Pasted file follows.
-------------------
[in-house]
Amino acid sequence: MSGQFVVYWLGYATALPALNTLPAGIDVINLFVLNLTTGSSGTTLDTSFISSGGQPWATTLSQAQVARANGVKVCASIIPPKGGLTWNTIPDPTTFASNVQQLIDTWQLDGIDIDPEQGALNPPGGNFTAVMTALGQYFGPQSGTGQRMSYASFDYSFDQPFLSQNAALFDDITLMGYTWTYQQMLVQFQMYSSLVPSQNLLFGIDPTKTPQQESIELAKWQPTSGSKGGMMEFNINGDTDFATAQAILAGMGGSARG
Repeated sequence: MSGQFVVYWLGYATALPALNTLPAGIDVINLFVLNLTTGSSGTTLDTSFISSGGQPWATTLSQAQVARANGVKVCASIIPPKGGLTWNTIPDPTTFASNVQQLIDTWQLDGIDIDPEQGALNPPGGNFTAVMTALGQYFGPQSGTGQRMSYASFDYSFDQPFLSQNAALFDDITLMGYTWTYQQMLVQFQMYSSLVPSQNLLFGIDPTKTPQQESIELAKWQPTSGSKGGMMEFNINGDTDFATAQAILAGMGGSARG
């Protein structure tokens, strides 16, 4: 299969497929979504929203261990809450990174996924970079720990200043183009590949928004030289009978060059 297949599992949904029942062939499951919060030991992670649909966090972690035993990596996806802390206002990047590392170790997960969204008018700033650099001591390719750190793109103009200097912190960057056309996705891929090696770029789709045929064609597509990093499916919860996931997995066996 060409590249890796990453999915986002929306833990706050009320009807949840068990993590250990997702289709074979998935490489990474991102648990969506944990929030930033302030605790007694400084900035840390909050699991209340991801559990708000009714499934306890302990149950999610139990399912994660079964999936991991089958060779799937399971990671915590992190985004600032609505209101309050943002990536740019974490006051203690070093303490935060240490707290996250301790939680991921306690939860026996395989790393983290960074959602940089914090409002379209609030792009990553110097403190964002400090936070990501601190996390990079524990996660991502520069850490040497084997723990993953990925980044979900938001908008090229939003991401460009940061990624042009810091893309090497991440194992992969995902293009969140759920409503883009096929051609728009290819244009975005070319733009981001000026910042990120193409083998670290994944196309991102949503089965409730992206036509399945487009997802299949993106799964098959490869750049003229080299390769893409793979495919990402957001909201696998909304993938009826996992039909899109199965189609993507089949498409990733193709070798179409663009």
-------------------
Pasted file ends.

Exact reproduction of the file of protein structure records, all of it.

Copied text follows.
[in-house]
Amino acid sequence: MSGQFVVYWLGYATALPALNTLPAGIDVINLFVLNLTTGSSGTTLDTSFISSGGQPWATTLSQAQVARANGVKVCASIIPPKGGLTWNTIPDPTTFASNVQQLIDTWQLDGIDIDPEQGALNPPGGNFTAVMTALGQYFGPQSGTGQRMSYASFDYSFDQPFLSQNAALFDDITLMGYTWTYQQMLVQFQMYSSLVPSQNLLFGIDPTKTPQQESIELAKWQPTSGSKGGMMEFNINGDTDFATAQAILAGMGGSARG
Repeated sequence: MSGQFVVYWLGYATALPALNTLPAGIDVINLFVLNLTTGSSGTTLDTSFISSGGQPWATTLSQAQVARANGVKVCASIIPPKGGLTWNTIPDPTTFASNVQQLIDTWQLDGIDIDPEQGALNPPGGNFTAVMTALGQYFGPQSGTGQRMSYASFDYSFDQPFLSQNAALFDDITLMGYTWTYQQMLVQFQMYSSLVPSQNLLFGIDPTKTPQQESIELAKWQPTSGSKGGMMEFNINGDTDFATAQAILAGMGGSARG
């Protein structure tokens, strides 16, 4: 299969497929979504929203261990809450990174996924970079720990200043183009590949928004030289009978060059 297949599992949904029942062939499951919060030991992670649909966090972690035993990596996806802390206002990047590392170790997960969204008018700033650099001591390719750190793109103009200097912190960057056309996705891929090696770029789709045929064609597509990093499916919860996931997995066996 060409590249890796990453999915986002929306833990706050009320009807949840068990993590250990997702289709074979998935490489990474991102648990969506944990929030930033302030605790007694400084900035840390909050699991209340991801559990708000009714499934306890302990149950999610139990399912994660079964999936991991089958060779799937399971990671915590992190985004600032609505209101309050943002990536740019974490006051203690070093303490935060240490707290996250301790939680991921306690939860026996395989790393983290960074959602940089914090409002379209609030792009990553110097403190964002400090936070990501601190996390990079524990996660991502520069850490040497084997723990993953990925980044979900938001908008090229939003991401460009940061990624042009810091893309090497991440194992992969995902293009969140759920409503883009096929051609728009290819244009975005070319733009981001000026910042990120193409083998670290994944196309991102949503089965409730992206036509399945487009997802299949993106799964098959490869750049003229080299390769893409793979495919990402957001909201696998909304993938009826996992039909899109199965189609993507089949498409990733193709070798179409663009």